MA students Megan McClelland and Andrea Specchio discuss the possibilities for tourism after coronavirus and what this break means for the travel industry.
Travel throwbacks are flooding our timelines and our suitcases that were once lined with sand from Kauna’oa Bay are collecting cobwebs. As for the travel industry, this pause presents major financial hardships as they try to refund travellers and pay their employees, in addition to obstacles for entrepreneurs to overcome when considering how they will enter or re-enter the travel economy.
For someone like CNC student, Andrea Specchio, who aspires to develop a service to help people be responsible travellers after her studies, this break presents the challenge of understanding the customer profile of a post-crisis traveller and ways to accommodate them. She believes that the best way to do this is to look at where the travel industry was heading before the pandemic (toward sustainability and conscious travel) and what the social values are at the present (chiefly, human connection, and mindfulness). How these social and environmental values manifest in actual travel practices is what Andrea refers to as responsible tourism.
What is Responsible Tourism?
Responsible tourism is a value-driven form of travel, centered around protecting the planet and giving back to the places that you’re visiting. I know what you may be thinking: I already am giving back to the place by spending money there. And as a matter of fact, yes you are. In a hypothetical scenario, the Euros you spend on petit dejeuner at a French café contributes, in some way, to the French economy. However, this exchange just barely scratches the surface of responsible tourism. Factors that need to be considered in our scenario include: whether or not the cafe was owned by a corporation or run by a family, where they get their ingredients from, and if they treat their employees properly.
The factors that make up responsible travel are not on our mind 24/7 when we’re out enjoying the landscape, gastronomy and architecture of another place. Luckily, there are resources available to help us plan out our trips with social and environmental responsibility in mind, like bookdifferent.com, so that we can make the most out of our experience once we arrive at the destination. This mission is also aligned with Andrea’s future business, MyJourney, which aims to foster responsible travel by offering conscious experiences and stays that are desirable for the modern tourist. As Andrea says, “the mission of MyJourney is to foster a mindful travel philosophy and empower travellers to drive a positive change while exploring the world.”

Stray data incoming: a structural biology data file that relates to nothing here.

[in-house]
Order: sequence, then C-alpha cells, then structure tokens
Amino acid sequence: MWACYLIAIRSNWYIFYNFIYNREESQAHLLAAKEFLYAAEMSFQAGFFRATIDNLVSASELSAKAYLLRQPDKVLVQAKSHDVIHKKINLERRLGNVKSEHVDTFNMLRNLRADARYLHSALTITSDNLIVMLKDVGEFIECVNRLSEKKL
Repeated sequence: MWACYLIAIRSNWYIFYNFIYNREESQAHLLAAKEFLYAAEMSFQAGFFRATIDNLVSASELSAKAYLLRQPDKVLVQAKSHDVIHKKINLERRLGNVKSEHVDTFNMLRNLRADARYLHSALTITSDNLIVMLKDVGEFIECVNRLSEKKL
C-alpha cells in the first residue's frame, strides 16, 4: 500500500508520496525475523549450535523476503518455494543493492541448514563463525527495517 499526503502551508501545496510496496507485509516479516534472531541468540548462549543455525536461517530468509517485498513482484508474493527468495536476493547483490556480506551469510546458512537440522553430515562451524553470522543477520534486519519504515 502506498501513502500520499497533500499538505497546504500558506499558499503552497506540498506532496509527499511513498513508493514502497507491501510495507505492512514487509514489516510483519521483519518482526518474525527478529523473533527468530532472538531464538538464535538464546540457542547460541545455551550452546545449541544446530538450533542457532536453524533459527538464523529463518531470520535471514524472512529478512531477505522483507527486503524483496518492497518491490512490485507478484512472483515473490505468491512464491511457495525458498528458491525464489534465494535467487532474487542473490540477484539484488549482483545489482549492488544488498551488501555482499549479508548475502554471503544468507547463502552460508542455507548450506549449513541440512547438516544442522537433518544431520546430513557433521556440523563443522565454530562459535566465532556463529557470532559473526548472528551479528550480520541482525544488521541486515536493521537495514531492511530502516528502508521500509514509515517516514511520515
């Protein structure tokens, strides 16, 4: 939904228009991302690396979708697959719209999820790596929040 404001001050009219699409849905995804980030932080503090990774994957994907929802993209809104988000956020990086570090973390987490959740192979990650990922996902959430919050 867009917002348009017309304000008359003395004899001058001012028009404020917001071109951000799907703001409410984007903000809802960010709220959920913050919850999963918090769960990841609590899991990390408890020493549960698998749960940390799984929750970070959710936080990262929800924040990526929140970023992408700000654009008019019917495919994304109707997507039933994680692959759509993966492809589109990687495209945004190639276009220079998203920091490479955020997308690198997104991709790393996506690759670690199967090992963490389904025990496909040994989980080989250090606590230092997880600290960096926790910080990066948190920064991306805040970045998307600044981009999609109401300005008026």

Why it’s Important
So often we travel to places with ecstatic abandon in an attempt to leave the doldrums and pressures of our everyday lives behind. You may experience the “It’s fine, I’m on Holiday” mindset, where you feel more relaxed about things, like using plastic cups than you ever would at home. Responsible tourism is the counter-response to the lax attitude often deployed during a holiday. The concept is growing in popularity and has been defined by the travel media company, Skift, as a macro trend for leisure tourism in 2020. The integration of this kind of travel is important because it promotes the health of the local economy, the preservation of cultural values, and environmental wellbeing. It’s also in alignment with how most of us actually want to travel and, moreover, live our lives coming out of the current crisis; as socially conscious, environmentally friendly people with a need for the real human connection that can be fostered by travelling.
How Traveler’s Benefit
When we travel mindfully, we end up planning our holidays in a fashion that is a true reflection of our values. A study by the Center for Responsible Travel shows that 70% of travelers have said they want to travel sustainably and 72% don’t know that there are eco-labels assigned to sustainable places to stay during their visit. Essentially, what responsible tourism does is help to realise the wants of the modern traveler, who is characterised by their desire to do better. The practice of responsible travel on the business end is to be a liaison or a provider of information to people who want to authentically experience another place’s ecological backdrop, learn from people about their culture, support the local economy and make an effort to conserve the environment. Ultimately, this holistic view of travel is designed to be a win-win exchange that fosters connections between local residents and travellers.
Considerations for Future Travellers
The postponement of our upcoming holidays means that we may be replanning some of our trips. This pause could be the catalyst for reconsidering how we travel and if there are any areas of our tourism practices that we can improve upon. By enriching the places we go to, instead of absorbing, we are able to foster more meaningful and fulfilling experiences while travelling. As future travellers, we can look out for companies, like Andrea’s MyJourney, that focuses on empowering travelers to make a positive change while travelling. One doesn’t need to travel perfectly, but travelling better would improve the quality of our stays – for us and for the places that we are visiting.
For more tips on how to be a responsible traveller, follow Andrea’s business page on Instagram at @be.myjourney.
Words by Megan McClelland, MA Fashion Media Practice: Fashion Journalism
Images by Andrea Specchio, MA Entrepreneurship: Fashion & Creative Industries